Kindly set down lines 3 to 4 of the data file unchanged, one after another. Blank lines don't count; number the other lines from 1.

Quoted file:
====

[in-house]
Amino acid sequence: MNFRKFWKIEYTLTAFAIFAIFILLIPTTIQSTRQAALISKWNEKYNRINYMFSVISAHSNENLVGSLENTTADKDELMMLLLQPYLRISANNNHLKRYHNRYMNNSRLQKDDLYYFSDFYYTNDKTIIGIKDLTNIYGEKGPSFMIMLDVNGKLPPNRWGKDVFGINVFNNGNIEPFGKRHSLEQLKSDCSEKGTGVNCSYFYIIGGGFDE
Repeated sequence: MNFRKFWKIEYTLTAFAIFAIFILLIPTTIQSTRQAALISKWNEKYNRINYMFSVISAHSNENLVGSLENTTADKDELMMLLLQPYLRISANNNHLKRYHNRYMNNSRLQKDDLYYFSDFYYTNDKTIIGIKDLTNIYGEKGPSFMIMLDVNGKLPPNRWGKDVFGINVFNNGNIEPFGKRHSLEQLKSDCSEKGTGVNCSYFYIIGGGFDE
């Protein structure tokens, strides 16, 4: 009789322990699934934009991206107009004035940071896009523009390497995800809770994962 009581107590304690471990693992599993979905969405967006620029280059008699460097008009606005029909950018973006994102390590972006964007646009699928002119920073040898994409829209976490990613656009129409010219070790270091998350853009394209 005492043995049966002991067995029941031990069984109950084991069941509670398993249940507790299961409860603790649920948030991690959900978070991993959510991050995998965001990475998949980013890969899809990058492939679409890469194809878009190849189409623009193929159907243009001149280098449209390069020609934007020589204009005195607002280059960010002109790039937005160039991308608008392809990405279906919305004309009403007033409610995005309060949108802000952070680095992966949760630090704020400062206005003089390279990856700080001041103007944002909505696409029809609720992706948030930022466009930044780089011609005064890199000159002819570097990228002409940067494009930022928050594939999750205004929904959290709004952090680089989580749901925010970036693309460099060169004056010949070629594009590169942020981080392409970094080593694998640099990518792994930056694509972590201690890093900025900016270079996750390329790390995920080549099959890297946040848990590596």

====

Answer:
Repeated sequence: MNFRKFWKIEYTLTAFAIFAIFILLIPTTIQSTRQAALISKWNEKYNRINYMFSVISAHSNENLVGSLENTTADKDELMMLLLQPYLRISANNNHLKRYHNRYMNNSRLQKDDLYYFSDFYYTNDKTIIGIKDLTNIYGEKGPSFMIMLDVNGKLPPNRWGKDVFGINVFNNGNIEPFGKRHSLEQLKSDCSEKGTGVNCSYFYIIGGGFDE
């Protein structure tokens, strides 16, 4: 009789322990699934934009991206107009004035940071896009523009390497995800809770994962 009581107590304690471990693992599993979905969405967006620029280059008699460097008009606005029909950018973006994102390590972006964007646009699928002119920073040898994409829209976490990613656009129409010219070790270091998350853009394209 005492043995049966002991067995029941031990069984109950084991069941509670398993249940507790299961409860603790649920948030991690959900978070991993959510991050995998965001990475998949980013890969899809990058492939679409890469194809878009190849189409623009193929159907243009001149280098449209390069020609934007020589204009005195607002280059960010002109790039937005160039991308608008392809990405279906919305004309009403007033409610995005309060949108802000952070680095992966949760630090704020400062206005003089390279990856700080001041103007944002909505696409029809609720992706948030930022466009930044780089011609005064890199000159002819570097990228002409940067494009930022928050594939999750205004929904959290709004952090680089989580749901925010970036693309460099060169004056010949070629594009590169942020981080392409970094080593694998640099990518792994930056694509972590201690890093900025900016270079996750390329790390995920080549099959890297946040848990590596």